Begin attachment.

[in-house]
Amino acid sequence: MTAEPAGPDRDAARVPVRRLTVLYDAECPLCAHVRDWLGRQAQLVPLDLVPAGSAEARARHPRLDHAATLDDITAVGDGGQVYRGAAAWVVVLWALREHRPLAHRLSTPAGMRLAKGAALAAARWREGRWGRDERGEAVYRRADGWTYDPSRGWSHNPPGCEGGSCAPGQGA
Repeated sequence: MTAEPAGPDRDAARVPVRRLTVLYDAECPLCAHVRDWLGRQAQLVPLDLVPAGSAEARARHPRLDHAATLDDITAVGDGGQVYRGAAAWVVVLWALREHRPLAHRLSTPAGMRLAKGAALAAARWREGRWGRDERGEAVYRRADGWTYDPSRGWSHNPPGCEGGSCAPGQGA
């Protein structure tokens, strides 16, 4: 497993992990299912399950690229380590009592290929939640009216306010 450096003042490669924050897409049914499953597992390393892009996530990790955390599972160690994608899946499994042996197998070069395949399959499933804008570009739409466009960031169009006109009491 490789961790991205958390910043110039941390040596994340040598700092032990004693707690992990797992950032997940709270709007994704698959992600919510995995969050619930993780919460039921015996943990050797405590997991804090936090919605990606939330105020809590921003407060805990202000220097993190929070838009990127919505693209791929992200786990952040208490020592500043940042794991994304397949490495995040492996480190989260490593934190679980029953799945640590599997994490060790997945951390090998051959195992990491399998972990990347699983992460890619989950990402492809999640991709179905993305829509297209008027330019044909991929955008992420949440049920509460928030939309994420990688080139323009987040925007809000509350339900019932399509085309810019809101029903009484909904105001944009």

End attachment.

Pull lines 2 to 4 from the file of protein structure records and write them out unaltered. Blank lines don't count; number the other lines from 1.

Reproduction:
Amino acid sequence: MTAEPAGPDRDAARVPVRRLTVLYDAECPLCAHVRDWLGRQAQLVPLDLVPAGSAEARARHPRLDHAATLDDITAVGDGGQVYRGAAAWVVVLWALREHRPLAHRLSTPAGMRLAKGAALAAARWREGRWGRDERGEAVYRRADGWTYDPSRGWSHNPPGCEGGSCAPGQGA
Repeated sequence: MTAEPAGPDRDAARVPVRRLTVLYDAECPLCAHVRDWLGRQAQLVPLDLVPAGSAEARARHPRLDHAATLDDITAVGDGGQVYRGAAAWVVVLWALREHRPLAHRLSTPAGMRLAKGAALAAARWREGRWGRDERGEAVYRRADGWTYDPSRGWSHNPPGCEGGSCAPGQGA
């Protein structure tokens, strides 16, 4: 497993992990299912399950690229380590009592290929939640009216306010 450096003042490669924050897409049914499953597992390393892009996530990790955390599972160690994608899946499994042996197998070069395949399959499933804008570009739409466009960031169009006109009491 490789961790991205958390910043110039941390040596994340040598700092032990004693707690992990797992950032997940709270709007994704698959992600919510995995969050619930993780919460039921015996943990050797405590997991804090936090919605990606939330105020809590921003407060805990202000220097993190929070838009990127919505693209791929992200786990952040208490020592500043940042794991994304397949490495995040492996480190989260490593934190679980029953799945640590599997994490060790997945951390090998051959195992990491399998972990990347699983992460890619989950990402492809999640991709179905993305829509297209008027330019044909991929955008992420949440049920509460928030939309994420990688080139323009987040925007809000509350339900019932399509085309810019809101029903009484909904105001944009």